Tesla is involved in three court cases in Europe for painting over underbody cracks, disguising body damage, and an autonomous technology failure.
US electric car specialist Tesla is facing legal action on three fronts in Germany as a Model 3 owner launches a court case after he discovered the company had tried to conceal cracks in the body by painting over them.
Another owner in Germany has complained about damaged bodywork, as another was awarded more than $AU140,000 after complaining about a faulty autonomous driving system.
One owner of a Model 3 who alleged a Tesla service centre painted over cracks without making a repair when he reported the problem in his Model 3.
He had discovered the underbody cracks while changing tyres.
The legal case will be decided by the District Court of Munich, which must rule if the damage is a manufacturing fault or possibly the result of a crash, according to the German newspaper – Bild – that first reported the details.
An independent expert appointed for the case reportedly says the car would not pass Germany’s tough vehicle safety inspection for the TÜV – Technical Inspection Association – which means it would be considered unsafe.
Advice from Tesla allegedly said “the factory process was improved on April 26, 2021” according to the lawyer in the case, Christoph Lindner.
The German news outlet EFahrer, which is also reporting on the case, said Tesla told the owner the cracks were of a “cosmetic nature”.
In an earlier hearing at the same court, a Tesla owner allegedly discovered scratched, deformed and torn jacking points on a car that was the result of a manufacturing error at the Tesla factory in Fremont in California.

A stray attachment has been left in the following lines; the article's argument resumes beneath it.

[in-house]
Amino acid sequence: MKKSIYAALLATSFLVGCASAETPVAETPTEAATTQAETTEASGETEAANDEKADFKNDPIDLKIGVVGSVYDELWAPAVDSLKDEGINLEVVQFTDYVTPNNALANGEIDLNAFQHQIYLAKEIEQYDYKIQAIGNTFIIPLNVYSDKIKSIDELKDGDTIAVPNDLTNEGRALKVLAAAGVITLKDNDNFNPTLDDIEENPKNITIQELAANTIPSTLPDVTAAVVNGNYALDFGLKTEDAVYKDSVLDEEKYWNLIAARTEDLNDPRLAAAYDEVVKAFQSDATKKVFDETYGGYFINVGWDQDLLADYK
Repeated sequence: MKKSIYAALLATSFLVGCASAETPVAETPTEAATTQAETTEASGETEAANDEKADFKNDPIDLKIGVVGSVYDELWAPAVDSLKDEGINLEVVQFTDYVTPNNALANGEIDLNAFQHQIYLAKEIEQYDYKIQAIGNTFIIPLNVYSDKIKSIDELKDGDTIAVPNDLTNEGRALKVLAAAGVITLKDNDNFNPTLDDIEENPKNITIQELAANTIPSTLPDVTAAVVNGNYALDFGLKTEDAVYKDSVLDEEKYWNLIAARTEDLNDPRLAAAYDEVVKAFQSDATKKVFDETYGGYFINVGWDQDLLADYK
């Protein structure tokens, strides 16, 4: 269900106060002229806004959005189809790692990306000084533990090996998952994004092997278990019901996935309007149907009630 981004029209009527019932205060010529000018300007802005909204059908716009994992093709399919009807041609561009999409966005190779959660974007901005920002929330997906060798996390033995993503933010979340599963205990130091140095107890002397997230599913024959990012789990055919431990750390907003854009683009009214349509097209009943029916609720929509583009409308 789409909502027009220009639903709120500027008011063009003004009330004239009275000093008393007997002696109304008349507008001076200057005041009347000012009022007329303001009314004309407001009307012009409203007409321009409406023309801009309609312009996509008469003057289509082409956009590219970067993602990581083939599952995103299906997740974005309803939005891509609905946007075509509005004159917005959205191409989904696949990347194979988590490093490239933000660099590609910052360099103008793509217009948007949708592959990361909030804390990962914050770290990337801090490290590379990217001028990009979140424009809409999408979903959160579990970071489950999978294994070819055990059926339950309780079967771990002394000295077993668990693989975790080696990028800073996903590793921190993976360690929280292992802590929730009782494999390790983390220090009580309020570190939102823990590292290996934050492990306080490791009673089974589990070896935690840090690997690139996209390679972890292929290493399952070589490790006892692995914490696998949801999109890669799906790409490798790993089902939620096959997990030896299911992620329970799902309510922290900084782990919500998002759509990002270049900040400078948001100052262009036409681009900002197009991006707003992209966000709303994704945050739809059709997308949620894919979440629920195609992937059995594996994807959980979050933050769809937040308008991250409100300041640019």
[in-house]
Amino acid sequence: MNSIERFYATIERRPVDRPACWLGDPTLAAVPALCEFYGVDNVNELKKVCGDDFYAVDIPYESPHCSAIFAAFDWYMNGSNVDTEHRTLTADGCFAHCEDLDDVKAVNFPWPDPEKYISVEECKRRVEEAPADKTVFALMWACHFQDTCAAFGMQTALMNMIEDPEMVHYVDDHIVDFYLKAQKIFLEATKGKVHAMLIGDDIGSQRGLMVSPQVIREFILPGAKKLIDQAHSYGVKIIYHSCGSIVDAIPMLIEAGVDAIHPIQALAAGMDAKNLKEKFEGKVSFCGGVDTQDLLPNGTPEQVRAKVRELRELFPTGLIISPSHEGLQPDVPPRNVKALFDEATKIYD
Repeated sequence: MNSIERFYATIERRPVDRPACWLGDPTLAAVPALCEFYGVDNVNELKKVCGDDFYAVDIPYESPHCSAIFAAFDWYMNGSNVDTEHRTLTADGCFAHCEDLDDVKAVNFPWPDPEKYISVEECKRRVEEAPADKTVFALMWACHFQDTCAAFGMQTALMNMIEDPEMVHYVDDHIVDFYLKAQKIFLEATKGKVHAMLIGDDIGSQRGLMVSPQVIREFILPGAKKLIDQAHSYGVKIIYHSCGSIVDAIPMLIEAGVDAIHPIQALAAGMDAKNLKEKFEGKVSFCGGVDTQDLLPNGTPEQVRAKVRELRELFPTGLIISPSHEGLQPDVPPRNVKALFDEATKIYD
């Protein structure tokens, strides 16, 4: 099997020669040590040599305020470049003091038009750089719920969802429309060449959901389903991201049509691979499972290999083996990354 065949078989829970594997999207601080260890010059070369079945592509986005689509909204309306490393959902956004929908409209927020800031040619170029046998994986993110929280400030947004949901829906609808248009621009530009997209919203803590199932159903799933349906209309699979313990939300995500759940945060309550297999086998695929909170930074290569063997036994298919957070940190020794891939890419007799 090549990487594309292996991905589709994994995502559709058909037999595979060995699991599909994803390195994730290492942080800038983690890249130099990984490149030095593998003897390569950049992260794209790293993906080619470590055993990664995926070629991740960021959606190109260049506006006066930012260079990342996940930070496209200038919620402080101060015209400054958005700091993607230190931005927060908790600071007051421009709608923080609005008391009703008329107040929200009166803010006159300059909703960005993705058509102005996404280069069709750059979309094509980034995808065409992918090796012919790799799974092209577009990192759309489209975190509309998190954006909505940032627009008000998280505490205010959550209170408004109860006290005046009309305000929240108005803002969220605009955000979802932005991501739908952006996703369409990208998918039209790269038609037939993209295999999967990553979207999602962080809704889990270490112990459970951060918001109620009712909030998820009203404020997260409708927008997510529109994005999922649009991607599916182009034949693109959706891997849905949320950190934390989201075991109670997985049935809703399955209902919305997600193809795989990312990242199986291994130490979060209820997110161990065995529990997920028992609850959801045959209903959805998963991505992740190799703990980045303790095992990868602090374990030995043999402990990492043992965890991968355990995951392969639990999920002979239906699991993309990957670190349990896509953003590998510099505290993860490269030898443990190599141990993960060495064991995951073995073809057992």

There has been no result yet from either of the cases involving bodywork, but Tesla has been ordered to repair the majority of the purchase price — €99,416 ($AU 146,877) — to the owner of a 2017 Tesla Model X SUV with a faulty autonomous driving system.
The German court ruled the vehicle did not reliably recognise obstacles such as the narrowing of a construction site and would at times activate the brakes unnecessarily, which could be a “massive hazard” in city centres and lead to collisions, respected German publication Der Spiegel reported.
Tesla lawyers had argued its ‘Autopilot’ autonomous driving system was not designed for city traffic.
But the German court said it was not feasible for drivers to switch the feature on and off manually in different settings as it would distract from driving.
Paul Gover has been a motoring journalist for more than 40 years, working on newspapers, magazines, websites, radio and television. A qualified general news journalist and sports reporter, his passion for motoring led him to Wheels, Motor, Car Australia, Which Car and Auto Action magazines. He is a champion racing driver as well as a World Car of the Year judge.